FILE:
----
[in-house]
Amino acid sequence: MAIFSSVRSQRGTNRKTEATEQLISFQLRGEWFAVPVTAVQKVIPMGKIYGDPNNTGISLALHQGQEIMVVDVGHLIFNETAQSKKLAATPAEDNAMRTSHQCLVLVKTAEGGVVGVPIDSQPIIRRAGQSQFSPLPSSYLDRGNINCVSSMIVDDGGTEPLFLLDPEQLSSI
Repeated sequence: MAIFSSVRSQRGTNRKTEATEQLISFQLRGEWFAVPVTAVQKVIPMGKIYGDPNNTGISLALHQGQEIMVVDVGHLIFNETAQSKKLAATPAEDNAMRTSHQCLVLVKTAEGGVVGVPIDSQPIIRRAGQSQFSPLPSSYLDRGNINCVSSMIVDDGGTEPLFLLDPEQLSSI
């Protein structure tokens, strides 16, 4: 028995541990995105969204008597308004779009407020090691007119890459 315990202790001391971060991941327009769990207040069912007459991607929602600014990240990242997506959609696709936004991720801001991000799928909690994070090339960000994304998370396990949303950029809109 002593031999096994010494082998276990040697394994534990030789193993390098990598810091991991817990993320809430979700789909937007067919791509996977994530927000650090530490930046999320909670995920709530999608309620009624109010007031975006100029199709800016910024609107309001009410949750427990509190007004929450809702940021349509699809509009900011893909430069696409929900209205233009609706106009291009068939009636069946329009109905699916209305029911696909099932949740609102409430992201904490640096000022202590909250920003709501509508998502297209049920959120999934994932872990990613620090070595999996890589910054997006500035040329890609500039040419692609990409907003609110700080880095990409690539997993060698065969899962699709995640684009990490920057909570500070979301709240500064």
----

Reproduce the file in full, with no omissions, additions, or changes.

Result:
[in-house]
Amino acid sequence: MAIFSSVRSQRGTNRKTEATEQLISFQLRGEWFAVPVTAVQKVIPMGKIYGDPNNTGISLALHQGQEIMVVDVGHLIFNETAQSKKLAATPAEDNAMRTSHQCLVLVKTAEGGVVGVPIDSQPIIRRAGQSQFSPLPSSYLDRGNINCVSSMIVDDGGTEPLFLLDPEQLSSI
Repeated sequence: MAIFSSVRSQRGTNRKTEATEQLISFQLRGEWFAVPVTAVQKVIPMGKIYGDPNNTGISLALHQGQEIMVVDVGHLIFNETAQSKKLAATPAEDNAMRTSHQCLVLVKTAEGGVVGVPIDSQPIIRRAGQSQFSPLPSSYLDRGNINCVSSMIVDDGGTEPLFLLDPEQLSSI
């Protein structure tokens, strides 16, 4: 028995541990995105969204008597308004779009407020090691007119890459 315990202790001391971060991941327009769990207040069912007459991607929602600014990240990242997506959609696709936004991720801001991000799928909690994070090339960000994304998370396990949303950029809109 002593031999096994010494082998276990040697394994534990030789193993390098990598810091991991817990993320809430979700789909937007067919791509996977994530927000650090530490930046999320909670995920709530999608309620009624109010007031975006100029199709800016910024609107309001009410949750427990509190007004929450809702940021349509699809509009900011893909430069696409929900209205233009609706106009291009068939009636069946329009109905699916209305029911696909099932949740609102409430992201904490640096000022202590909250920003709501509508998502297209049920959120999934994932872990990613620090070595999996890589910054997006500035040329890609500039040419692609990409907003609110700080880095990409690539997993060698065969899962699709995640684009990490920057909570500070979301709240500064």